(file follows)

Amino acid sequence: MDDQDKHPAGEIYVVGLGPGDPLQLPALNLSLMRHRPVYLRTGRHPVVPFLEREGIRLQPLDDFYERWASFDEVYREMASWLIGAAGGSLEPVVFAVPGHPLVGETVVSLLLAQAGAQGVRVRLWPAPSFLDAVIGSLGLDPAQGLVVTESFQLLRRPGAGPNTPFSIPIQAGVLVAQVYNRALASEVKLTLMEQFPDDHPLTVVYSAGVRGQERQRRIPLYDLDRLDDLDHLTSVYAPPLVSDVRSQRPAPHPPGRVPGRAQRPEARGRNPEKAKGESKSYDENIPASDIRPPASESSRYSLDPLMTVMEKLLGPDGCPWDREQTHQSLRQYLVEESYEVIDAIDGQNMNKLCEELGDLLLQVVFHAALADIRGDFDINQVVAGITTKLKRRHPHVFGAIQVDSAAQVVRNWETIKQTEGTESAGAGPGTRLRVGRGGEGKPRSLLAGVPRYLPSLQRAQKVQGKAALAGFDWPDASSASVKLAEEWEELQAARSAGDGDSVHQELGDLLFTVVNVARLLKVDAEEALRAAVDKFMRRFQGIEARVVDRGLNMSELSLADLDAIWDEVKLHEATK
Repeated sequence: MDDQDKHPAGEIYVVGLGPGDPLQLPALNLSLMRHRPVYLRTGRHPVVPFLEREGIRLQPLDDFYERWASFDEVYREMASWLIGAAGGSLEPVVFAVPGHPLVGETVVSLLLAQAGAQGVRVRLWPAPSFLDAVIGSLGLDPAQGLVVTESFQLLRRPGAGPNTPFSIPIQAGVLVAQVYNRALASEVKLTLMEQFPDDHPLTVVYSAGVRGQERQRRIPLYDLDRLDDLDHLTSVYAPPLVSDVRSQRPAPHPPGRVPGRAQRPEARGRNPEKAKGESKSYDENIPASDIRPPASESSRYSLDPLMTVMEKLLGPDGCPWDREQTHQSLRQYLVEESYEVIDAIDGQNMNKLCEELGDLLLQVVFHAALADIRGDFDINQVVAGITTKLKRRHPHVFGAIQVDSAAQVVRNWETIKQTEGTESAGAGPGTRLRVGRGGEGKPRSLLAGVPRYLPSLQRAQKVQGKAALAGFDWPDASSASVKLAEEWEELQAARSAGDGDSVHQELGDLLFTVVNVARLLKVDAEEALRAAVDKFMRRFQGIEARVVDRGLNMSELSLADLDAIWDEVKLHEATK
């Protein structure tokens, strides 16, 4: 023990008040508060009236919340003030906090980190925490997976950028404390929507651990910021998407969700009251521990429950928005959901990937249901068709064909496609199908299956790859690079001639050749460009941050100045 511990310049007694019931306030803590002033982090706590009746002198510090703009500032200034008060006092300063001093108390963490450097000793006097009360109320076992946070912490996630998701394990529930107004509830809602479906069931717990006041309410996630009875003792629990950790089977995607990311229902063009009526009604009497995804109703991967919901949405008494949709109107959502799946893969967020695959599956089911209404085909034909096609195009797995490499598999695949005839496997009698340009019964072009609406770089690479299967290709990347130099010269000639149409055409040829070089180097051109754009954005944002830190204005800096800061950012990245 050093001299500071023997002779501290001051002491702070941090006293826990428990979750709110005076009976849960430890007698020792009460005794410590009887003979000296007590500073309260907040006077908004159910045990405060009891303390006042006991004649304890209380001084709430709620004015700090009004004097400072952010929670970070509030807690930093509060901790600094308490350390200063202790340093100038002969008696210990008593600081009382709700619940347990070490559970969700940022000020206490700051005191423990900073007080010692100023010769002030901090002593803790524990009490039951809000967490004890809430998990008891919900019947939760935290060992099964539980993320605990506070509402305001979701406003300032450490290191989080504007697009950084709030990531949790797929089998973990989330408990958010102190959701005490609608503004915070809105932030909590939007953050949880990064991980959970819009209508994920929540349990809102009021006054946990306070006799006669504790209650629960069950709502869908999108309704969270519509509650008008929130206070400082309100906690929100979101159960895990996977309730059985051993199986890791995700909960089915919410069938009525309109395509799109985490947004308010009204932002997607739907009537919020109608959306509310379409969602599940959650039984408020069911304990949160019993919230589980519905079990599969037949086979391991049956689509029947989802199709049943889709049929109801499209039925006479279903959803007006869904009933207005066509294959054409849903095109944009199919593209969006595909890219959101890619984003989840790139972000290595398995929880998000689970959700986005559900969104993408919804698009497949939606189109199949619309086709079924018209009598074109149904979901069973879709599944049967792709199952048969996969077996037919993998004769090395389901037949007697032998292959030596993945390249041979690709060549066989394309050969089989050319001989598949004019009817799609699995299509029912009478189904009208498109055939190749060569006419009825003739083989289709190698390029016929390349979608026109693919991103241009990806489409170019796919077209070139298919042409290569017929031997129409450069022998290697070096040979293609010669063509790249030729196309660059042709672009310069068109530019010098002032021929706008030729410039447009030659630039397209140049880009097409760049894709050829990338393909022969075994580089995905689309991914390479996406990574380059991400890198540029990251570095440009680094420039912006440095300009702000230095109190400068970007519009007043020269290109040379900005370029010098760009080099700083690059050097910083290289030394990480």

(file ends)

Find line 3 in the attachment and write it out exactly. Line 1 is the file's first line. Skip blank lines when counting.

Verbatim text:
């Protein structure tokens, strides 16, 4: 023990008040508060009236919340003030906090980190925490997976950028404390929507651990910021998407969700009251521990429950928005959901990937249901068709064909496609199908299956790859690079001639050749460009941050100045 511990310049007694019931306030803590002033982090706590009746002198510090703009500032200034008060006092300063001093108390963490450097000793006097009360109320076992946070912490996630998701394990529930107004509830809602479906069931717990006041309410996630009875003792629990950790089977995607990311229902063009009526009604009497995804109703991967919901949405008494949709109107959502799946893969967020695959599956089911209404085909034909096609195009797995490499598999695949005839496997009698340009019964072009609406770089690479299967290709990347130099010269000639149409055409040829070089180097051109754009954005944002830190204005800096800061950012990245 050093001299500071023997002779501290001051002491702070941090006293826990428990979750709110005076009976849960430890007698020792009460005794410590009887003979000296007590500073309260907040006077908004159910045990405060009891303390006042006991004649304890209380001084709430709620004015700090009004004097400072952010929670970070509030807690930093509060901790600094308490350390200063202790340093100038002969008696210990008593600081009382709700619940347990070490559970969700940022000020206490700051005191423990900073007080010692100023010769002030901090002593803790524990009490039951809000967490004890809430998990008891919900019947939760935290060992099964539980993320605990506070509402305001979701406003300032450490290191989080504007697009950084709030990531949790797929089998973990989330408990958010102190959701005490609608503004915070809105932030909590939007953050949880990064991980959970819009209508994920929540349990809102009021006054946990306070006799006669504790209650629960069950709502869908999108309704969270519509509650008008929130206070400082309100906690929100979101159960895990996977309730059985051993199986890791995700909960089915919410069938009525309109395509799109985490947004308010009204932002997607739907009537919020109608959306509310379409969602599940959650039984408020069911304990949160019993919230589980519905079990599969037949086979391991049956689509029947989802199709049943889709049929109801499209039925006479279903959803007006869904009933207005066509294959054409849903095109944009199919593209969006595909890219959101890619984003989840790139972000290595398995929880998000689970959700986005559900969104993408919804698009497949939606189109199949619309086709079924018209009598074109149904979901069973879709599944049967792709199952048969996969077996037919993998004769090395389901037949007697032998292959030596993945390249041979690709060549066989394309050969089989050319001989598949004019009817799609699995299509029912009478189904009208498109055939190749060569006419009825003739083989289709190698390029016929390349979608026109693919991103241009990806489409170019796919077209070139298919042409290569017929031997129409450069022998290697070096040979293609010669063509790249030729196309660059042709672009310069068109530019010098002032021929706008030729410039447009030659630039397209140049880009097409760049894709050829990338393909022969075994580089995905689309991914390479996406990574380059991400890198540029990251570095440009680094420039912006440095300009702000230095109190400068970007519009007043020269290109040379900005370029010098760009080099700083690059050097910083290289030394990480």